Exploring Interspecies Temporality (with Tarsh Bates)
In the context of the global honeybee crisis, there is perception that we are running out of time. The race is on to save the bees and ourselves. Albert Einstein is rumoured to have claimed that “if the bee disappeared off the surface of the globe then man [sic] would only have four years of life left. No more bees, no more pollination, no more man [sic].” This presentation describes an artistic research project by Tarsh Bates and Sue Hauri-Downing that explores ideas of multispecies agency in the space/time entanglements between humans and the European honey bee Apis mellifera. This ongoing project traverses the globe, investigating historical and material bee/human naturecultures in Australia and Switzerland, combining sculpture, performance, evolutionary biology and ethnography to understand interspecies agency, ecology and place. The 'busy bee' has long been considered by humans to be a metaphor of industry and efficiency. Strangely however humans in contemporary technologically rich societies seem to be increasingly time poor. Industrialization does not seem to have made us more efficient. In fact this project has shown that having to engage, research and perform at the pace of the 'busy bee' forces us to slow down; to shift into bee time. This paper explores the challenges and complications of our attempts to shift into bee time, to understand (and fail to understand) the material affects of interspecies space/time.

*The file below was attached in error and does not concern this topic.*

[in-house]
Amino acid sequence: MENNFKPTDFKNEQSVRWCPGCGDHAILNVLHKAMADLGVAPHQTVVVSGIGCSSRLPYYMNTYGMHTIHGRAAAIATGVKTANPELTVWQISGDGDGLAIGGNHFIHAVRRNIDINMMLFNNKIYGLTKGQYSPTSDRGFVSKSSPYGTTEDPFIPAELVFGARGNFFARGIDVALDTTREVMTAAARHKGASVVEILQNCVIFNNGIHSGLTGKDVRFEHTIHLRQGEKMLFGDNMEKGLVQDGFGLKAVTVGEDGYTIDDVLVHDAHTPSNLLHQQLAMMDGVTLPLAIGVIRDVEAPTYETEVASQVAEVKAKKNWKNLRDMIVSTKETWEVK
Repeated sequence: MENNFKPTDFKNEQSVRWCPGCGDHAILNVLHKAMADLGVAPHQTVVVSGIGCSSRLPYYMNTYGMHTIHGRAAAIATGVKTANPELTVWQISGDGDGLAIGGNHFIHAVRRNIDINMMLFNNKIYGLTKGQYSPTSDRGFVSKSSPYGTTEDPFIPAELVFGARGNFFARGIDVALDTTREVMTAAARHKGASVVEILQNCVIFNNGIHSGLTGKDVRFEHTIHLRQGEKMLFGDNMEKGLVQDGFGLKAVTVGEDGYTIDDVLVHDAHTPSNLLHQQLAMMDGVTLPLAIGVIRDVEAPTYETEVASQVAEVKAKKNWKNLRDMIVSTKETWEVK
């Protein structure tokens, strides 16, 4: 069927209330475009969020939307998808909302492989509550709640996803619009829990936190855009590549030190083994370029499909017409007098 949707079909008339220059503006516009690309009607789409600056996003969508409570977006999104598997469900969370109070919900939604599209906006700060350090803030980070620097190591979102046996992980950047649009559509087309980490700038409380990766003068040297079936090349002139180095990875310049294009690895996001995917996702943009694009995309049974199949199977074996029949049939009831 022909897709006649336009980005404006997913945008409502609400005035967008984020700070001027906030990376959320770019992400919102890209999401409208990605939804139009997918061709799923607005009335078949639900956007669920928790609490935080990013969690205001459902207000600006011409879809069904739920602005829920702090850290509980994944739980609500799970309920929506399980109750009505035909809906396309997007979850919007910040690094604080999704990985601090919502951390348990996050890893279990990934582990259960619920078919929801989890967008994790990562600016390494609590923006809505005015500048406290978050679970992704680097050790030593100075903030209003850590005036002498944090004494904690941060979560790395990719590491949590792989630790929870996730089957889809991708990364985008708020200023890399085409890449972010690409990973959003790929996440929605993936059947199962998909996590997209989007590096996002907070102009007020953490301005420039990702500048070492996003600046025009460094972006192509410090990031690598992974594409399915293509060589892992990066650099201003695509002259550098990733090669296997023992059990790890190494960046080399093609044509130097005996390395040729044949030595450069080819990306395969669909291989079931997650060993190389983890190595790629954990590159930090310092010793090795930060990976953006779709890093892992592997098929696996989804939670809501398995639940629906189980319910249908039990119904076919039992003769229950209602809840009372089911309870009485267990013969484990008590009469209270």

Susan Hauri-Downing is an Australian artist living in Switzerland. She is interested in Biocultural diversity, Biopolitics, Solastalgia and the Intricacy of interspecies relationships. Her work includes explorations of the personal and cultural implications of the global cultivation of native and foreign plant species, including aesthetics; ties to ‘home’; food security; traditional food availability; materials for artifacts; and medicines.
Frida Buhre (Uppsala University)
Borders and Change: The Temporalities of an Emerging Critical Rhetorical Theory
Claiming powerful conceptions of time is often used to legitimize the growth of an academic discipline. This study analyzes the temporal argumentation put forth in academic journals concerning the growth of critical rhetorical theory in the USA from the 1970s through the 1980s. What time did the scholarly agents presume or argue in favor of when they tried to legitimize rhetoric’s values in relation to other knowledge regimes in academia? The study shows that the various agents assumed a conception of rhetoric that was not only limited with regards to gender, class, race, and to Western liberal democracies, but that it also excluded non-progressive temporalities. The scholars at the time argued that the role of rhetoric was to study how people became good citizens, active in creating a morally sound community in search of either the ideal future or the eternal present that would enable social change. This study shows how the first, the teleological and normative temporality of rhetoric, along with the second, the eternal present temporality, both became tied to values of unity and knowledge borders in the name of change. The study shows that any temporality can become the function or underpinning logic of exclusion of alternative knowledge production when used to gain power. It invites further studies of knowledge producers’ conceptualization of time in order to find less exclusive alternatives.
Frida Buhre is a doctoral fellow in rhetoric at the department of Literature, Uppsala University, Sweden. Her research interests include, but are not limited to: critical rhetorical theory; feminist theory intersecting with postcolonial theory; rhetorical enactments of space and time; nomadism and borders; and knowledge production.
Progress’ Time: The Individualization of the Future in Southeast Angola